Named after Pippi Longstocking´s favourite word, nothing to do with bodily fluids, Spunk are a Norwegian improv quartet who share their fictional heroin´s feistiness and insistence on doing things a bit differently. The quartet are about to celebrate their tenth anniversary and have marked the occasion with this quite wonderful new album. I laughed out loud at the sheer speed of their ideas, but the most remarkable thing about them is not that they pile absurdity on absurdity, gesture on gesture, but that each member of the group manages to balance their input so perfectly with the others, even at full pelt. A great achievement.
The Wire (UK)
This electro acoustic quartet have at their disposal a sound arsenal that include gasps, death rattles, industrial noice, Waits meets muted Miles, Disney-sweet harmonies and anything inbetween. It all sounds fresh, attacking and humourous (despite the title), and even if little is suited for singalongs, this album can easily become a cult classic at in-the-know parties.
It´s gratifying to say that their third proper release is their best so far. Personally I have nothing against the framework for the songs perhaps being a bit more conventional this time, and that the soundpicture as a whole is more beautiful in a traditional way. This does not mean that Spunk are less exciting or inventive, on the contrary. Their aesthetics are approaching Japanese ideals, where the beautiful must be put in contrast with the ugly. In a contrast like this the ugly will not appear to be ugly, but as part of a beautiful and true constellation. All in all this is a really attractive, often humourous release somewhere between experimental jazz, rock and art music.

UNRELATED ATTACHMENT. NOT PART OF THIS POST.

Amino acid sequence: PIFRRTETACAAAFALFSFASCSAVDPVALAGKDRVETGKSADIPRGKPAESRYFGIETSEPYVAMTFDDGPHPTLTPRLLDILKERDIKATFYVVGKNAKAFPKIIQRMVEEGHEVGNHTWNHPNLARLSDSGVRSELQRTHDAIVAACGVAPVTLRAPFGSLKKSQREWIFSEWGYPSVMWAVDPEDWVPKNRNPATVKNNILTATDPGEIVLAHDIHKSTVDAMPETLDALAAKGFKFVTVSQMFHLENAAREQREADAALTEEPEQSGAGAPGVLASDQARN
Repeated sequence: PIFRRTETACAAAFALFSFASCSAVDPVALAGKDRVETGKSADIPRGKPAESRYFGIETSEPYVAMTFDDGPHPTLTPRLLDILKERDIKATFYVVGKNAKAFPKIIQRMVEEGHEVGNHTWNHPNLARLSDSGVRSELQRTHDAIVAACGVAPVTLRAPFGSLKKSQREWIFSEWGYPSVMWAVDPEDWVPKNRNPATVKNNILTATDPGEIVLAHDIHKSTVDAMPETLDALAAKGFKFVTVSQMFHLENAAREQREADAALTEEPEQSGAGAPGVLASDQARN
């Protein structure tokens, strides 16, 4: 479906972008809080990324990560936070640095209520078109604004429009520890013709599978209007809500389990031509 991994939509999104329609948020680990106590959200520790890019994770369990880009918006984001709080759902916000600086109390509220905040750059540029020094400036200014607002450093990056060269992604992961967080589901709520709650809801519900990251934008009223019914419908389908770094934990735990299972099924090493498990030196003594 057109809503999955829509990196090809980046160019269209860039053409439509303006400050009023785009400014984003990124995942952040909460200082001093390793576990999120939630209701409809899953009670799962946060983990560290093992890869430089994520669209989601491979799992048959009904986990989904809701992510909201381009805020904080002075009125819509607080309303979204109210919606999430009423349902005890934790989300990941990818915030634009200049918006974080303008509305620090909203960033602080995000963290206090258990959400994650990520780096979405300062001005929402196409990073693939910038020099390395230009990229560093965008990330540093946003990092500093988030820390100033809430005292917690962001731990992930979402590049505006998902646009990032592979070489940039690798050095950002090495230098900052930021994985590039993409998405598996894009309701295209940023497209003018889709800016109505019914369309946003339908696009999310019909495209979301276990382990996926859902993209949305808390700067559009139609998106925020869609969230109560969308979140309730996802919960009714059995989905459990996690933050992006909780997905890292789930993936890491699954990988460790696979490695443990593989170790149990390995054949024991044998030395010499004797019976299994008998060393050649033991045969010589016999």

The range is wide, the music dynamic and challenging. A magnificent marking of 10 years pioneering activity 5/6.
Bergens Tidende (NO)
SPUNK follows in the acoustic glitch/insect buzz/ power blurt jazz style yet what truely makes it so brain-freezing fine is the surreal, almost fairy tale cloud cast over it — like Spontaneous Music Ensemble conducted by Pippi Longstocking. Their new album ”En Aldeles Forferdelig Sykdom” is minced and diced, like manic tape edits, of strings and skronks. Choir voices, digitally honed to seemed as if descending from Pippi’s homeland, bounce from track to track giving the feel of an absolute celestial soundtrack as much as a firece, face-dagger, jazz platter. Their best yet.
They all dare and wish to challenge themselves and the others. There is a lot of humour involved, as well as dynamics, many surprises and some unheard (of) music. Sometimes verging on total anarchy. Spunk have, through 10 years, shown that they are an organism in continuous development and that they haven´t yet reached their goal. Which is just as it should be.
Apart from great intonation, Spunk´s sense of rhythm is impressive, at times making the individual performances into one being. Lovely! Spunk´s musical anarchy has a tendency to be replaced by either harmony, like choir song a la Sergio Leone, or metal passages. This gives the album edge and excitement. To sum up: ”En Aldeles Forferdelig Sykdom” is a collection of beautiful music.